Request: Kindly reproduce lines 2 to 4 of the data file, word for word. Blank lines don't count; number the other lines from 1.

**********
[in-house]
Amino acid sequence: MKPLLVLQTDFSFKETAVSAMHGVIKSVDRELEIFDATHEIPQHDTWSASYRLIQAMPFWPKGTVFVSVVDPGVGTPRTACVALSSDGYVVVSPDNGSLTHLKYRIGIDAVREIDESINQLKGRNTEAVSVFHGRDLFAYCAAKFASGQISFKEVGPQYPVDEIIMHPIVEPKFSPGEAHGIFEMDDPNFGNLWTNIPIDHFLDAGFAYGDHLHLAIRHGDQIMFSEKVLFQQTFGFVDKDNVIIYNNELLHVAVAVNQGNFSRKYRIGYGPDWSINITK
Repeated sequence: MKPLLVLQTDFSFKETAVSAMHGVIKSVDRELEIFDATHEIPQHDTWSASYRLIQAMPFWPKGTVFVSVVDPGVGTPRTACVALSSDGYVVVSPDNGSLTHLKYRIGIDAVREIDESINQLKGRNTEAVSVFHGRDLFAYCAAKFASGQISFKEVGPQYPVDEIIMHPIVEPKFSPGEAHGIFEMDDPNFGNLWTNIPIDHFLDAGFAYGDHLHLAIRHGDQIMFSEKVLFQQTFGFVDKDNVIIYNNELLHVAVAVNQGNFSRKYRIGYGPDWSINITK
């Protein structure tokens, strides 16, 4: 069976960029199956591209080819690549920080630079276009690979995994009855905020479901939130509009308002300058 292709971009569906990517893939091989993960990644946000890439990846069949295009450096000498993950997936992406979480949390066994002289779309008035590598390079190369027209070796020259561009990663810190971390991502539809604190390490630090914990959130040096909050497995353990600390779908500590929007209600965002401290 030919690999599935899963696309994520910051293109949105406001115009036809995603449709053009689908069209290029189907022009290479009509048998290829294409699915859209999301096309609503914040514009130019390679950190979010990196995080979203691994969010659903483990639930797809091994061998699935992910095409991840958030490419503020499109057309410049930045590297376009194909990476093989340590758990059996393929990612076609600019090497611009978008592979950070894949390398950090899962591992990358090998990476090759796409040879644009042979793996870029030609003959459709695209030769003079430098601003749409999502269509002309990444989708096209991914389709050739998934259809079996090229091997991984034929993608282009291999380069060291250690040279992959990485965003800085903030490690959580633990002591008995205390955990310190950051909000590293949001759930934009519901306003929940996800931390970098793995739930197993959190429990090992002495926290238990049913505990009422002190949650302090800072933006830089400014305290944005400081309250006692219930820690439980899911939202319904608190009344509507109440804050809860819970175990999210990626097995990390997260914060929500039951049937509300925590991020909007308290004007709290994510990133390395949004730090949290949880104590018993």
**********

Amino acid sequence: MKPLLVLQTDFSFKETAVSAMHGVIKSVDRELEIFDATHEIPQHDTWSASYRLIQAMPFWPKGTVFVSVVDPGVGTPRTACVALSSDGYVVVSPDNGSLTHLKYRIGIDAVREIDESINQLKGRNTEAVSVFHGRDLFAYCAAKFASGQISFKEVGPQYPVDEIIMHPIVEPKFSPGEAHGIFEMDDPNFGNLWTNIPIDHFLDAGFAYGDHLHLAIRHGDQIMFSEKVLFQQTFGFVDKDNVIIYNNELLHVAVAVNQGNFSRKYRIGYGPDWSINITK
Repeated sequence: MKPLLVLQTDFSFKETAVSAMHGVIKSVDRELEIFDATHEIPQHDTWSASYRLIQAMPFWPKGTVFVSVVDPGVGTPRTACVALSSDGYVVVSPDNGSLTHLKYRIGIDAVREIDESINQLKGRNTEAVSVFHGRDLFAYCAAKFASGQISFKEVGPQYPVDEIIMHPIVEPKFSPGEAHGIFEMDDPNFGNLWTNIPIDHFLDAGFAYGDHLHLAIRHGDQIMFSEKVLFQQTFGFVDKDNVIIYNNELLHVAVAVNQGNFSRKYRIGYGPDWSINITK
């Protein structure tokens, strides 16, 4: 069976960029199956591209080819690549920080630079276009690979995994009855905020479901939130509009308002300058 292709971009569906990517893939091989993960990644946000890439990846069949295009450096000498993950997936992406979480949390066994002289779309008035590598390079190369027209070796020259561009990663810190971390991502539809604190390490630090914990959130040096909050497995353990600390779908500590929007209600965002401290 030919690999599935899963696309994520910051293109949105406001115009036809995603449709053009689908069209290029189907022009290479009509048998290829294409699915859209999301096309609503914040514009130019390679950190979010990196995080979203691994969010659903483990639930797809091994061998699935992910095409991840958030490419503020499109057309410049930045590297376009194909990476093989340590758990059996393929990612076609600019090497611009978008592979950070894949390398950090899962591992990358090998990476090759796409040879644009042979793996870029030609003959459709695209030769003079430098601003749409999502269509002309990444989708096209991914389709050739998934259809079996090229091997991984034929993608282009291999380069060291250690040279992959990485965003800085903030490690959580633990002591008995205390955990310190950051909000590293949001759930934009519901306003929940996800931390970098793995739930197993959190429990090992002495926290238990049913505990009422002190949650302090800072933006830089400014305290944005400081309250006692219930820690439980899911939202319904608190009344509507109440804050809860819970175990999210990626097995990390997260914060929500039951049937509300925590991020909007308290004007709290994510990133390395949004730090949290949880104590018993």